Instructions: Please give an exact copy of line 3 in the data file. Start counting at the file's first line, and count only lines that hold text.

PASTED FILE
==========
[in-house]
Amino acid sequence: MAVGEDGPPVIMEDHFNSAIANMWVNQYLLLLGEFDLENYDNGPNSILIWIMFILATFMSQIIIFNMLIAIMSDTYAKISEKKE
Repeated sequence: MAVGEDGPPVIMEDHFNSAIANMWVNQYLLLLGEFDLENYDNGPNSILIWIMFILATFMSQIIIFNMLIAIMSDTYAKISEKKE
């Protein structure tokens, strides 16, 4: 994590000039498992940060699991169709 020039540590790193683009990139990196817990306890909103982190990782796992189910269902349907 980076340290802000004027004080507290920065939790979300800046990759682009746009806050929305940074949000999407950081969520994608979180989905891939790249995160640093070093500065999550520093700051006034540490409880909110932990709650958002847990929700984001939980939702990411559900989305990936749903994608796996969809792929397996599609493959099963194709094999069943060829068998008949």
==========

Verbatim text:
Repeated sequence: MAVGEDGPPVIMEDHFNSAIANMWVNQYLLLLGEFDLENYDNGPNSILIWIMFILATFMSQIIIFNMLIAIMSDTYAKISEKKE